Quoting Quiverfull: Have ‘Joy’ And ‘Purpose’ Or Your Children Will Be Foolish?

Quoting Quiverfull: Have ‘Joy’ And ‘Purpose’ Or Your Children Will Be Foolish? October 28, 2015

quotingquiverfullby Michael Pearl from No Greater Joy Magazine – More Than Controlling Their Behavior

Editor’s note: Sometimes I wonder if Mr. Pearl is secretly saying and doing these things as a parody of religion or if he has the attention span/recall of a mosquito and simply doesn’t remember the stuff he said before. He’s always contridicting himself in his child training advice. This is a really good example of it. He’s claimed before you have to control every itty bitty bit of behavior until the will of the child is broken. Now he’s claiming you can only raise great kids in a home with ‘joy’ and ‘purpose’. And I think we can all agree that his definition of those words are likely to be vastly different than our own.

Though it is not the norm, I have observed several cases where parents were diligent to control the behavior of their children, especially in public, but their children all turned out to be foolish, undisciplined losers. Generally speaking, when children are caused to render consistent obedience, they grow up to be self-disciplined and diligent in life’s duties. But some homes lack joy and purpose, and no amount of constrained obedience will produce self-control and respect for authority in the hearts of their children.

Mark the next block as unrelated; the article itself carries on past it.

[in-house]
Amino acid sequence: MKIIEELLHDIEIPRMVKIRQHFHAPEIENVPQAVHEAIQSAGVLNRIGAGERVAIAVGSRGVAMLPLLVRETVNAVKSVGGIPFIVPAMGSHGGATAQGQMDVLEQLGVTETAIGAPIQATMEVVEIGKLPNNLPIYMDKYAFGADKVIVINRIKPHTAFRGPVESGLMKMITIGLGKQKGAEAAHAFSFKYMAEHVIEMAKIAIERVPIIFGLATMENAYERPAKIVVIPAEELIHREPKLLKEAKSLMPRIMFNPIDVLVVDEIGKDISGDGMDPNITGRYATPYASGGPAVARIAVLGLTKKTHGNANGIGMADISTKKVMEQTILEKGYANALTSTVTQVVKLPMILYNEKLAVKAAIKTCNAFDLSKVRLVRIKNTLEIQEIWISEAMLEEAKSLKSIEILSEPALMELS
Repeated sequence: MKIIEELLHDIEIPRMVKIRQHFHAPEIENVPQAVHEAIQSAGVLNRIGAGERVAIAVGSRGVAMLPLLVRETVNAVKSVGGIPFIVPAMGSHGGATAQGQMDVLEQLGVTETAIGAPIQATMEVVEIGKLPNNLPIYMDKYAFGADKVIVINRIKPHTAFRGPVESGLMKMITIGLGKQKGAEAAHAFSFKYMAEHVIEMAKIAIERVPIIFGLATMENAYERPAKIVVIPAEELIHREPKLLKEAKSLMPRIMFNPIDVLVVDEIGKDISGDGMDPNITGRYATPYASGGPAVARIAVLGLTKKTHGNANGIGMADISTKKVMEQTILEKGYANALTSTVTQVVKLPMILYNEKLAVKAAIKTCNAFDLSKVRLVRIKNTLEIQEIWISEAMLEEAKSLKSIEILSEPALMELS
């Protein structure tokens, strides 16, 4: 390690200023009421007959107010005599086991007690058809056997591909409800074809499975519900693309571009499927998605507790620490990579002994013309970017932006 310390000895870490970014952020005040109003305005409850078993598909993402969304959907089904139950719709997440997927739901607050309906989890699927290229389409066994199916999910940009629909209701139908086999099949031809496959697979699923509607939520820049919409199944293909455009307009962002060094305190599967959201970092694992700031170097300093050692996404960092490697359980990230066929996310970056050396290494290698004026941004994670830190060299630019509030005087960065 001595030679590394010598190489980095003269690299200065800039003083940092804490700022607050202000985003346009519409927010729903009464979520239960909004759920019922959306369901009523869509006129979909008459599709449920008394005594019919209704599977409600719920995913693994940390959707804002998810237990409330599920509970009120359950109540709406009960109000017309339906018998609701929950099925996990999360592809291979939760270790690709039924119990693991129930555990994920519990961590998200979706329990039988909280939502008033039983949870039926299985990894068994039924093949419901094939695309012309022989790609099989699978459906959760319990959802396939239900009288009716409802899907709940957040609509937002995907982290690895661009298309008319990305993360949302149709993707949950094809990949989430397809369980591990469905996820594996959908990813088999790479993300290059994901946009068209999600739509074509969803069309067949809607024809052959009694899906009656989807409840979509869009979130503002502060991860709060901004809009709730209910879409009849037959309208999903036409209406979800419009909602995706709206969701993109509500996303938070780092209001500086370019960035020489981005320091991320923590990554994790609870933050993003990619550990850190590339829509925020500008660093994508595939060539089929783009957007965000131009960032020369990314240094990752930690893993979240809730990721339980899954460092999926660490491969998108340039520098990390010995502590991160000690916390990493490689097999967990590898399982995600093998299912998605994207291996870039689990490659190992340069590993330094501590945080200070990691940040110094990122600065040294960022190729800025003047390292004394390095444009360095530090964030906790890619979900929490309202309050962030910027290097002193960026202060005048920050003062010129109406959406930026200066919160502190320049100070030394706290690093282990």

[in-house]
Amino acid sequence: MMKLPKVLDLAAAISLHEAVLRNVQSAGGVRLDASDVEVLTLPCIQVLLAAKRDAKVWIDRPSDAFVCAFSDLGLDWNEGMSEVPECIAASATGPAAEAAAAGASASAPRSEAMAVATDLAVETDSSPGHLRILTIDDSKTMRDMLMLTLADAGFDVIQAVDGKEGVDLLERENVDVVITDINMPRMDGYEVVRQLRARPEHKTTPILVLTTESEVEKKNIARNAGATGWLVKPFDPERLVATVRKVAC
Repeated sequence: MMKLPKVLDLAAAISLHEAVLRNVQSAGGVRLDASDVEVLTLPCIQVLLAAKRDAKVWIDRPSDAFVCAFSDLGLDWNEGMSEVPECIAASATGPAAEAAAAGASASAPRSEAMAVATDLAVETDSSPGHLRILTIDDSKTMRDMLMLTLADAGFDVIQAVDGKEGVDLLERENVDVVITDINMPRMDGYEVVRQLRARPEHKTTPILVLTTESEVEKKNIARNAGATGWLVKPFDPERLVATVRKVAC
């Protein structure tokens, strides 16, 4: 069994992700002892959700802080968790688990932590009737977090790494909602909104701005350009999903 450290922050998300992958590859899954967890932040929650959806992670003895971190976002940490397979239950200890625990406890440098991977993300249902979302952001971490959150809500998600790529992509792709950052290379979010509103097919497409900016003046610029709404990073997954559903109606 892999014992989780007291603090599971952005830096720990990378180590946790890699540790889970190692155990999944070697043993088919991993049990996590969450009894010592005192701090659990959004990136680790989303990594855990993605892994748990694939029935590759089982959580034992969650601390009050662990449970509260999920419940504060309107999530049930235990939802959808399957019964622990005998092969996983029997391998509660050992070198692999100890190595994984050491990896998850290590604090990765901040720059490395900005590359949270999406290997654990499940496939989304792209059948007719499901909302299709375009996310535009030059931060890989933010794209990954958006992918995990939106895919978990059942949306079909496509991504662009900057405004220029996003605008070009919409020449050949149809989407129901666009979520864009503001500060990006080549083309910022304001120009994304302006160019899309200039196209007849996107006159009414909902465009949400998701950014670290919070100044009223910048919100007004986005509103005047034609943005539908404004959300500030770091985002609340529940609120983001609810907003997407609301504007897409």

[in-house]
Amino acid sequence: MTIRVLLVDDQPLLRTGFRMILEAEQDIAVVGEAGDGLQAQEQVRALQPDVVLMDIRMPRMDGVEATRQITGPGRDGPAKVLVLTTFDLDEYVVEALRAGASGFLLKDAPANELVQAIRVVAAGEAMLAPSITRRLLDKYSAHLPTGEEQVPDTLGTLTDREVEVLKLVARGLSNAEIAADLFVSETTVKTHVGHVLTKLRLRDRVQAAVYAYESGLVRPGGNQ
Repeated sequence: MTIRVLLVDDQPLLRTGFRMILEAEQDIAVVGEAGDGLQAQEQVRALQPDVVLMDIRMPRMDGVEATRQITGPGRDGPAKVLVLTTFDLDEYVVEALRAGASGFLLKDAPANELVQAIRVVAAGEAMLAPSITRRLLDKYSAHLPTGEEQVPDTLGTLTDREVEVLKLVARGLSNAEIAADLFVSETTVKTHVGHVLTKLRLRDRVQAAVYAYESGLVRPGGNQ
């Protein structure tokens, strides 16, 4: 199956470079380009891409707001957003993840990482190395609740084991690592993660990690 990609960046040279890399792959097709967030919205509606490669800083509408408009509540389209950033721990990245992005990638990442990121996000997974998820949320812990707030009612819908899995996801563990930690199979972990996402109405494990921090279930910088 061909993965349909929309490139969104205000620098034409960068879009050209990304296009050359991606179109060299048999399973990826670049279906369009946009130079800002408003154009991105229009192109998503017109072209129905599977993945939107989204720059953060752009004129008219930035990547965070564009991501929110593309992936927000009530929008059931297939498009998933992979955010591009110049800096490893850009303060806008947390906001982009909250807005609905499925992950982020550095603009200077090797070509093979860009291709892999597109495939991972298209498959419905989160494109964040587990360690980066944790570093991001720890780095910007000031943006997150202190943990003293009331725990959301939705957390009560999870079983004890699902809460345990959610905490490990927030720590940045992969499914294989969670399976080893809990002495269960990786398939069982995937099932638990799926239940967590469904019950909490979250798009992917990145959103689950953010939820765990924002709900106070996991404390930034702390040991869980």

I don’t know how many times I have said it, but it needs to be said over and over again: “More is caught than taught.” Sometimes our attitudes scream so loudly that our children cannot hear our words. Children are the best psychologists in the world. A parent can say “Good job!” for the umpteenth time, and the astute child hears, “I am too distracted with my own concerns to be engaged by what you are doing, so please grow up to be emotionally stable even though you will seldom receive any serious involvement from me.” The positive affirmation “good job” in response to a lousy job done divests the words of their meaning in the mind of the child. When I was in high school and the art teachers critiqued a work with the words “That’s interesting,” every student knew they were on the lowest rung of performance.